The most important lesson we can take from the surprising outcome of this election is that open, civil and thoughtful consideration of divergent perspectives is the glue that binds any society – be it a country or a company. And that presents a spectacular and critical opportunity for today’s business leaders.
Strategy #1: Dust off some fundamental communication skills
The road to healing requires leaders to practice four skills as part of their everyday interactions with colleagues:
Active listening: Make a choice to listen for understanding rather than simply listening to hear. This means clearing your mind of your own thoughts, preconceived ideas and agendas in order to thoroughly consider what is being shared.
Model constructive dialogue: Repeat key ideas that you are hearing in your own words to confirm alignment and ask probing questions to dig for deeper understanding. Adopt the mindset that you are studying for an exam rather than ramping up for a debate.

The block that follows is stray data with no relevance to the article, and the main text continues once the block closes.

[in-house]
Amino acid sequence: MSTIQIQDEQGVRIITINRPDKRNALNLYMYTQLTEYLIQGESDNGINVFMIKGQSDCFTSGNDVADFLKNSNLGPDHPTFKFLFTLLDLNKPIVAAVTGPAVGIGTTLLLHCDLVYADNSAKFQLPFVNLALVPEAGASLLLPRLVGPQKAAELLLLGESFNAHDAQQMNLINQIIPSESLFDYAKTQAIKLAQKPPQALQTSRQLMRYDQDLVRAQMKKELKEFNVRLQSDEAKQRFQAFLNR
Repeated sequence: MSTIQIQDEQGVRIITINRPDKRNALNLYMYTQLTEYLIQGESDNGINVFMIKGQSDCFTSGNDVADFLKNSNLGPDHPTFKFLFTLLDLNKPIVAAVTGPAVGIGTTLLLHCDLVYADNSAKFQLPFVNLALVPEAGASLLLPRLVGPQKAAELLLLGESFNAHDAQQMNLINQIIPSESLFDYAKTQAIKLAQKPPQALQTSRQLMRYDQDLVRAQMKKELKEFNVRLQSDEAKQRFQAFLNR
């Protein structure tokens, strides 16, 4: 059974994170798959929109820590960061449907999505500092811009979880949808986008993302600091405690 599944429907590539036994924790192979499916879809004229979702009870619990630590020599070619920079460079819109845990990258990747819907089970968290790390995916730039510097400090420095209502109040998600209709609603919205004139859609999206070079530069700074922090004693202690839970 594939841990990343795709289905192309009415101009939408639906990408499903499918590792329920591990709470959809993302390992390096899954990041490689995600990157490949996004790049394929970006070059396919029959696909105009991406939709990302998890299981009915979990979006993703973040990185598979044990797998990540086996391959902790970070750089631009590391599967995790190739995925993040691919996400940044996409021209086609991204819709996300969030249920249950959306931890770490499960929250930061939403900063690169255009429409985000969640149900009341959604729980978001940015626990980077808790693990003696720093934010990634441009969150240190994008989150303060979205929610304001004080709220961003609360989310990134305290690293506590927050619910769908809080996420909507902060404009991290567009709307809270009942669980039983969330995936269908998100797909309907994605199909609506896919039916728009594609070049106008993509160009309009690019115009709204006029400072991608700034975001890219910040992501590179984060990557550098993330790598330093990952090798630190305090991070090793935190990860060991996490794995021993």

Provide context: When sharing your thoughts, decisions or direction for the business, frame the issue thoughtfully. Many leaders forget that employees have not been immersed in analyzing an issue as thoroughly or for as long as they have and jump straight to the punchline. This robs the workforce of the opportunity to make the mental journey with you, arriving comfortably (or at least rationally) where you have.
Create forums for open, hierarchy-free dialogue: Activate a mix of contemporary, digital platforms and traditional, in-person ones so that employees across the demographic and preference spectrum have opportunities to participate. Participate regularly in these forums, and clearly share with direct reports your expectation that they do so as well.
Strategy #2: Check your ego
Participating in the respectful exchange of views and ideas is one of the most humbling activities a leader will undertake. To be genuine, you must relieve yourself of the notion that you have all the answers. Isn’t that how we got here in the first place?